Spring is well under way, signalling the start of the Jewish Cemetery clean-up season. We hope to be able to pull together a round-up of such actions in various countries — and are listing some, such as the clean-up in Rohatyn, Ukraine, in our Calendar — but meanwhile will also be highlighting some individual projects in news posts. (We started yesterday with an item about a volunteer clean up of the Jewish cemetery in Tuzla, Bosnia-Herzegovina, by young people from a local Muslim youth group.)
In Belarus, the fifth season of volunteer efforts to restore the Jewish cemetery in Beshenkovichi, in the Vitebsk region, will take place May 1-11.
Volunteer work began here in 2015. According to organizers, the priority task of the upcoming session in May will be the completion of cleaning the remaining territory of the cemetery from felled trees, windbreaks and bushes.
This means that in May we will really need the physical strength of men and the patience of mobile women – many, many shrubs, half-rotten logs, debris and branches will have to be pulled out of the cemetery. Given the several huge logs still undisturbed from the cemetery, help with chainsaws may be superfluous.
Once the 4.2 hectare area is clear, the team will perform a final search for matzevot that might be lying down and covered by dirt and debris. After that, the final stages of mapping and cataloguing the cemetery can take place. Following this, the IT-department of the Sefer Center in Moscow can start finalizing its planned on-line database of the matzevot.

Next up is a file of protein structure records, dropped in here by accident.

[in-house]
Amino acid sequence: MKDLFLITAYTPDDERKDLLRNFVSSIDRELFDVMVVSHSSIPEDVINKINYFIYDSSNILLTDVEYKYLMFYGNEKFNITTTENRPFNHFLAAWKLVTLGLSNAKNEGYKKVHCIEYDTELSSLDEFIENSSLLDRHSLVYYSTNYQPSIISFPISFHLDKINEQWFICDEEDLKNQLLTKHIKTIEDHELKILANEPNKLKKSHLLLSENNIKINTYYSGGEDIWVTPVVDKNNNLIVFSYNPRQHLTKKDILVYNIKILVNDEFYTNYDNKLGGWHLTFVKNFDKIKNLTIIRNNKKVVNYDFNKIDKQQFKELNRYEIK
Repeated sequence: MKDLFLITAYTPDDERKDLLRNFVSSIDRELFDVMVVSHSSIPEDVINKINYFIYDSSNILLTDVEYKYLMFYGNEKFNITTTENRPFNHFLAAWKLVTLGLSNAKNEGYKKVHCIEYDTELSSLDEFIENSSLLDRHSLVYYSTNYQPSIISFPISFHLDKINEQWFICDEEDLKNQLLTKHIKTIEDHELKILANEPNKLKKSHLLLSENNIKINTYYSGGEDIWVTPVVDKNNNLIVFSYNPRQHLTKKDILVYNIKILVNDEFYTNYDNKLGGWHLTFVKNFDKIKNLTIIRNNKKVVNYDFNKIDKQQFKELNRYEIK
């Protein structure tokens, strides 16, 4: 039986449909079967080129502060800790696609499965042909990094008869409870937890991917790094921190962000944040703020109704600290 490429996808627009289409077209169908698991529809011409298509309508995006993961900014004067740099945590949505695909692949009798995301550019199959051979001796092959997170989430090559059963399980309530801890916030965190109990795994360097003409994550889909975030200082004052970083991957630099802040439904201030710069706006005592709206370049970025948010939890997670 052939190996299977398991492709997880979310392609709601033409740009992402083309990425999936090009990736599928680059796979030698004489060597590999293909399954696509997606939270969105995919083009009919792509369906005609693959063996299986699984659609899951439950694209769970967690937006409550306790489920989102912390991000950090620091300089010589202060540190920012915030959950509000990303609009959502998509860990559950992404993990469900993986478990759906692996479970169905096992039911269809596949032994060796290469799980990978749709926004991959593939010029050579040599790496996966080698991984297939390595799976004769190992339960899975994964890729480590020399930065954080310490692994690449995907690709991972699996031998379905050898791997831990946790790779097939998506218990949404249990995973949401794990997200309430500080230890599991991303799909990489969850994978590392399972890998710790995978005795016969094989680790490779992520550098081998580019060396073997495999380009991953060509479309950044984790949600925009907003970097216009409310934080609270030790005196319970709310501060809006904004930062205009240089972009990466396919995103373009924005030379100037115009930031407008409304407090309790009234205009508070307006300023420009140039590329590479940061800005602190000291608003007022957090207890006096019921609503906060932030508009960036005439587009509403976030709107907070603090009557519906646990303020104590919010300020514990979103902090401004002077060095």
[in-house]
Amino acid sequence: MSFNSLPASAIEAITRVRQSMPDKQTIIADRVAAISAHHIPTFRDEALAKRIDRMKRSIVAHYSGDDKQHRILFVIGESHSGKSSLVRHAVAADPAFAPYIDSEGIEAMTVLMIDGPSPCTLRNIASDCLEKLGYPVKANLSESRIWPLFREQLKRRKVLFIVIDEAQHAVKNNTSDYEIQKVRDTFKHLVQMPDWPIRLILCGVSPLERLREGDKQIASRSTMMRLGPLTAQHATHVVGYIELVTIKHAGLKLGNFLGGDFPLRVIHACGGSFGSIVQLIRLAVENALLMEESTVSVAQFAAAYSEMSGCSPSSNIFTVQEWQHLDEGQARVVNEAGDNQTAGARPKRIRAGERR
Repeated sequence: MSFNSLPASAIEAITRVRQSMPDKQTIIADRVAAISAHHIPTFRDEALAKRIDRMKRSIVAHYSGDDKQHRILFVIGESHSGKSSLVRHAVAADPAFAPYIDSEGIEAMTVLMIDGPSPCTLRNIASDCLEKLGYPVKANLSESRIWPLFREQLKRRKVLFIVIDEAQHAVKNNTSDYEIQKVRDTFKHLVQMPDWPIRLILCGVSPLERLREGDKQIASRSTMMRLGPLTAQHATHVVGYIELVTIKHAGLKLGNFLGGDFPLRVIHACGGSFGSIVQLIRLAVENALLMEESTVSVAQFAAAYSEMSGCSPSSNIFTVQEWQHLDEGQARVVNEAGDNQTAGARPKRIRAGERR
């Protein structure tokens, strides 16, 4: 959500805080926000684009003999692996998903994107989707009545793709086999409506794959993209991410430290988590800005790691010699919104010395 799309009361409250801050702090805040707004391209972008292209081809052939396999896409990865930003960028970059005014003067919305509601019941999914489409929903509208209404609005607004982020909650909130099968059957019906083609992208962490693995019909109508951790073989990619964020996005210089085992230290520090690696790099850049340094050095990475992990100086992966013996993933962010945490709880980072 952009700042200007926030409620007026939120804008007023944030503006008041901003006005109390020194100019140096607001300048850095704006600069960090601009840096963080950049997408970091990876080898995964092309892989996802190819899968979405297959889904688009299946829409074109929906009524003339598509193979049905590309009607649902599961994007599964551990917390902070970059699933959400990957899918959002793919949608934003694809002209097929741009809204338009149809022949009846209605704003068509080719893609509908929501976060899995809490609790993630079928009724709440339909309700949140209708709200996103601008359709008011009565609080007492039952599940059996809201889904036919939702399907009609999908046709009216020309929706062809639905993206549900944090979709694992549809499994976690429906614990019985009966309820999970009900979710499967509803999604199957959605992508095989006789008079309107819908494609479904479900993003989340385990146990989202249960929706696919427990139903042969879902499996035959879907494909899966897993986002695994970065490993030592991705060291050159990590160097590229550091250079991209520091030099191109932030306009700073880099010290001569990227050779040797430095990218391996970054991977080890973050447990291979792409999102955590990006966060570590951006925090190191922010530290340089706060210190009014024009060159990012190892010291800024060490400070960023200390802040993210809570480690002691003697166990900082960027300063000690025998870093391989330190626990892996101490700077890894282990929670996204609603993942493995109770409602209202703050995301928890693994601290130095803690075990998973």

In 2016, the Sefer Center carried out a summer field school at the cemetery in Beshenkovichi. One of the aims was to completely document the cemetery as part both of a broader catalogue of Jewish cemeteries in the country and a general Jewish heritage preservation project in the town .
The idea to organize the school in Beshenkovichi was initiated by the project of preserving and reconstruction of historical heritage of Beshenkovichi shtetl. This project is coordinated by Jewish community of Vitebsk and international community “Beshenkovichi Shtetl Memorial Restoration” (led by Anna Klimovich from Saint Petersburg). Volunteers from different countries have worked for two years on the Jewish cemetery in Beshenkovichi. Now there is an idea to create a Jewish museum in Beshenkovichi. Sefer Center decided to support the initiative of the international team and joined the project by organizing the field school on Jewish ethnography and epigraphics.
Some 29 people took part in the 2016 session in Beshenkovichi which was organized by Sefer Center together with the Institute of Slavonic Studies (Russian Academy of Sciences) and supported by Genesis Fund, UJA Federation of NY and Russian Science Foundation.
During the field work
the Jewish cemetery in Beshenkovichi was catalogized completely (1200 tombstones were described). First tombstones are dated from the end of the 18th century, the latest – the beginning of the 20th century. A detailed map of the cemetery was made too.